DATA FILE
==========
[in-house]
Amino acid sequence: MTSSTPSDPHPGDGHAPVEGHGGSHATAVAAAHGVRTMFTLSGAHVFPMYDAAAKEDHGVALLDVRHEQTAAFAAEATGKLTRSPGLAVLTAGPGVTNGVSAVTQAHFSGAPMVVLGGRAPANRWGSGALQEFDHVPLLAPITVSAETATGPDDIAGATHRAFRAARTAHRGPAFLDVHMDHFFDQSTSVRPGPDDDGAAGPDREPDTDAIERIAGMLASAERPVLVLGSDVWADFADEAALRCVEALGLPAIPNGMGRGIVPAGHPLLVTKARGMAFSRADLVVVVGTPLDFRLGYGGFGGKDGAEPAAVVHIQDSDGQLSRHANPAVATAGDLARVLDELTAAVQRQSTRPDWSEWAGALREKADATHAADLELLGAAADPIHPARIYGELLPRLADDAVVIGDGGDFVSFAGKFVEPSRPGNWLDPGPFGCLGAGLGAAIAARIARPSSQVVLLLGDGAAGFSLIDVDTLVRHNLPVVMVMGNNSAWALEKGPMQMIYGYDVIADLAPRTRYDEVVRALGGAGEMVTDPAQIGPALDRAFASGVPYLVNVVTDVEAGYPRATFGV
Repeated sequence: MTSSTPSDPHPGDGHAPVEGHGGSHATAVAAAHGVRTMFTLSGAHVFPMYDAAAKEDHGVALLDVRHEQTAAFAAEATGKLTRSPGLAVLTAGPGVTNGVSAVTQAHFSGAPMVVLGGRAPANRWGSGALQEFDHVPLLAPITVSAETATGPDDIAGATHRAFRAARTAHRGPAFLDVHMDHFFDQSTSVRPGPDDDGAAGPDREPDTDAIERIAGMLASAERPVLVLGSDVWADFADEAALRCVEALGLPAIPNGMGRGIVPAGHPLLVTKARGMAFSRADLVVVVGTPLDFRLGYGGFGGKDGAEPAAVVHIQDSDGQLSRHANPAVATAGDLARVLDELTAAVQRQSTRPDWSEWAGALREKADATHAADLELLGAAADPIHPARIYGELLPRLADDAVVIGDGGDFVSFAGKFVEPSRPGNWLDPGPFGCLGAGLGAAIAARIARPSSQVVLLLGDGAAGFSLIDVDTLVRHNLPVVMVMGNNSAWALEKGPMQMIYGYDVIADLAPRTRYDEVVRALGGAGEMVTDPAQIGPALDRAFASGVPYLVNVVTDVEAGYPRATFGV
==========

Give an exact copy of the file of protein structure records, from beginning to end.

[in-house]
Amino acid sequence: MTSSTPSDPHPGDGHAPVEGHGGSHATAVAAAHGVRTMFTLSGAHVFPMYDAAAKEDHGVALLDVRHEQTAAFAAEATGKLTRSPGLAVLTAGPGVTNGVSAVTQAHFSGAPMVVLGGRAPANRWGSGALQEFDHVPLLAPITVSAETATGPDDIAGATHRAFRAARTAHRGPAFLDVHMDHFFDQSTSVRPGPDDDGAAGPDREPDTDAIERIAGMLASAERPVLVLGSDVWADFADEAALRCVEALGLPAIPNGMGRGIVPAGHPLLVTKARGMAFSRADLVVVVGTPLDFRLGYGGFGGKDGAEPAAVVHIQDSDGQLSRHANPAVATAGDLARVLDELTAAVQRQSTRPDWSEWAGALREKADATHAADLELLGAAADPIHPARIYGELLPRLADDAVVIGDGGDFVSFAGKFVEPSRPGNWLDPGPFGCLGAGLGAAIAARIARPSSQVVLLLGDGAAGFSLIDVDTLVRHNLPVVMVMGNNSAWALEKGPMQMIYGYDVIADLAPRTRYDEVVRALGGAGEMVTDPAQIGPALDRAFASGVPYLVNVVTDVEAGYPRATFGV
Repeated sequence: MTSSTPSDPHPGDGHAPVEGHGGSHATAVAAAHGVRTMFTLSGAHVFPMYDAAAKEDHGVALLDVRHEQTAAFAAEATGKLTRSPGLAVLTAGPGVTNGVSAVTQAHFSGAPMVVLGGRAPANRWGSGALQEFDHVPLLAPITVSAETATGPDDIAGATHRAFRAARTAHRGPAFLDVHMDHFFDQSTSVRPGPDDDGAAGPDREPDTDAIERIAGMLASAERPVLVLGSDVWADFADEAALRCVEALGLPAIPNGMGRGIVPAGHPLLVTKARGMAFSRADLVVVVGTPLDFRLGYGGFGGKDGAEPAAVVHIQDSDGQLSRHANPAVATAGDLARVLDELTAAVQRQSTRPDWSEWAGALREKADATHAADLELLGAAADPIHPARIYGELLPRLADDAVVIGDGGDFVSFAGKFVEPSRPGNWLDPGPFGCLGAGLGAAIAARIARPSSQVVLLLGDGAAGFSLIDVDTLVRHNLPVVMVMGNNSAWALEKGPMQMIYGYDVIADLAPRTRYDEVVRALGGAGEMVTDPAQIGPALDRAFASGVPYLVNVVTDVEAGYPRATFGV